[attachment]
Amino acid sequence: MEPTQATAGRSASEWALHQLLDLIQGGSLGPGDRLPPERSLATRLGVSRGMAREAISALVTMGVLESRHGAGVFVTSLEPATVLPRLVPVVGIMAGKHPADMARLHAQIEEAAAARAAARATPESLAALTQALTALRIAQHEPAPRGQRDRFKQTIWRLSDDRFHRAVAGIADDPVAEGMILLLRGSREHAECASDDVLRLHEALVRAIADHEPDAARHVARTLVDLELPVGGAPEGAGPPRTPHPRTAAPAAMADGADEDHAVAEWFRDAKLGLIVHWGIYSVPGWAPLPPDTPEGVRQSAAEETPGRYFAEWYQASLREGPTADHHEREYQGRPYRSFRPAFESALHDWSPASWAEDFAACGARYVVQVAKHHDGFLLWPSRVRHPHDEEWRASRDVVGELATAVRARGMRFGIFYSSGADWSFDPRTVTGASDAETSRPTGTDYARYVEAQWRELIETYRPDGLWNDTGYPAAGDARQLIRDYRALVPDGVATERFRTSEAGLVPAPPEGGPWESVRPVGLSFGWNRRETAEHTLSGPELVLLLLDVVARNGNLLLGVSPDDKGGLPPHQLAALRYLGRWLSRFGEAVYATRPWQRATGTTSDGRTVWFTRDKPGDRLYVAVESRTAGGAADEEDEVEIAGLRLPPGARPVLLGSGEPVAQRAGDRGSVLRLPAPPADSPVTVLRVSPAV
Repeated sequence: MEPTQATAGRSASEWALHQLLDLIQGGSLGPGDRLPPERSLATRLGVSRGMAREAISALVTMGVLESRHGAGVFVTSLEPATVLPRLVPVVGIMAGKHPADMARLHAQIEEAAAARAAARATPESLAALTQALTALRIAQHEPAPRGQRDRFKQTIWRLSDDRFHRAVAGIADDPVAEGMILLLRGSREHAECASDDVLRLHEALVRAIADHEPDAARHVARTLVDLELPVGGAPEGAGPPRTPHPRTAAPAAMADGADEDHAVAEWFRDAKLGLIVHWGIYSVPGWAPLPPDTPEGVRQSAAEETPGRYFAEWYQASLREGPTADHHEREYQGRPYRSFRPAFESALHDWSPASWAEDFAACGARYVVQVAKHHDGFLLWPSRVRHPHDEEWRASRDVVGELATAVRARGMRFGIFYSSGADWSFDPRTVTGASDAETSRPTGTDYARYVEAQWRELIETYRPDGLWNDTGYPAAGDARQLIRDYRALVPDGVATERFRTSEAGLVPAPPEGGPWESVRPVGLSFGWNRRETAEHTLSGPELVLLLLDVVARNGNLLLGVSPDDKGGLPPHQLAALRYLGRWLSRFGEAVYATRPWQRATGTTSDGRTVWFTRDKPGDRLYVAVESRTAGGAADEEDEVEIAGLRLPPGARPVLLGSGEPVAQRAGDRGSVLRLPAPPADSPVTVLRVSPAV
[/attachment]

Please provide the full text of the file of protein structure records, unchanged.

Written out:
Amino acid sequence: MEPTQATAGRSASEWALHQLLDLIQGGSLGPGDRLPPERSLATRLGVSRGMAREAISALVTMGVLESRHGAGVFVTSLEPATVLPRLVPVVGIMAGKHPADMARLHAQIEEAAAARAAARATPESLAALTQALTALRIAQHEPAPRGQRDRFKQTIWRLSDDRFHRAVAGIADDPVAEGMILLLRGSREHAECASDDVLRLHEALVRAIADHEPDAARHVARTLVDLELPVGGAPEGAGPPRTPHPRTAAPAAMADGADEDHAVAEWFRDAKLGLIVHWGIYSVPGWAPLPPDTPEGVRQSAAEETPGRYFAEWYQASLREGPTADHHEREYQGRPYRSFRPAFESALHDWSPASWAEDFAACGARYVVQVAKHHDGFLLWPSRVRHPHDEEWRASRDVVGELATAVRARGMRFGIFYSSGADWSFDPRTVTGASDAETSRPTGTDYARYVEAQWRELIETYRPDGLWNDTGYPAAGDARQLIRDYRALVPDGVATERFRTSEAGLVPAPPEGGPWESVRPVGLSFGWNRRETAEHTLSGPELVLLLLDVVARNGNLLLGVSPDDKGGLPPHQLAALRYLGRWLSRFGEAVYATRPWQRATGTTSDGRTVWFTRDKPGDRLYVAVESRTAGGAADEEDEVEIAGLRLPPGARPVLLGSGEPVAQRAGDRGSVLRLPAPPADSPVTVLRVSPAV
Repeated sequence: MEPTQATAGRSASEWALHQLLDLIQGGSLGPGDRLPPERSLATRLGVSRGMAREAISALVTMGVLESRHGAGVFVTSLEPATVLPRLVPVVGIMAGKHPADMARLHAQIEEAAAARAAARATPESLAALTQALTALRIAQHEPAPRGQRDRFKQTIWRLSDDRFHRAVAGIADDPVAEGMILLLRGSREHAECASDDVLRLHEALVRAIADHEPDAARHVARTLVDLELPVGGAPEGAGPPRTPHPRTAAPAAMADGADEDHAVAEWFRDAKLGLIVHWGIYSVPGWAPLPPDTPEGVRQSAAEETPGRYFAEWYQASLREGPTADHHEREYQGRPYRSFRPAFESALHDWSPASWAEDFAACGARYVVQVAKHHDGFLLWPSRVRHPHDEEWRASRDVVGELATAVRARGMRFGIFYSSGADWSFDPRTVTGASDAETSRPTGTDYARYVEAQWRELIETYRPDGLWNDTGYPAAGDARQLIRDYRALVPDGVATERFRTSEAGLVPAPPEGGPWESVRPVGLSFGWNRRETAEHTLSGPELVLLLLDVVARNGNLLLGVSPDDKGGLPPHQLAALRYLGRWLSRFGEAVYATRPWQRATGTTSDGRTVWFTRDKPGDRLYVAVESRTAGGAADEEDEVEIAGLRLPPGARPVLLGSGEPVAQRAGDRGSVLRLPAPPADSPVTVLRVSPAV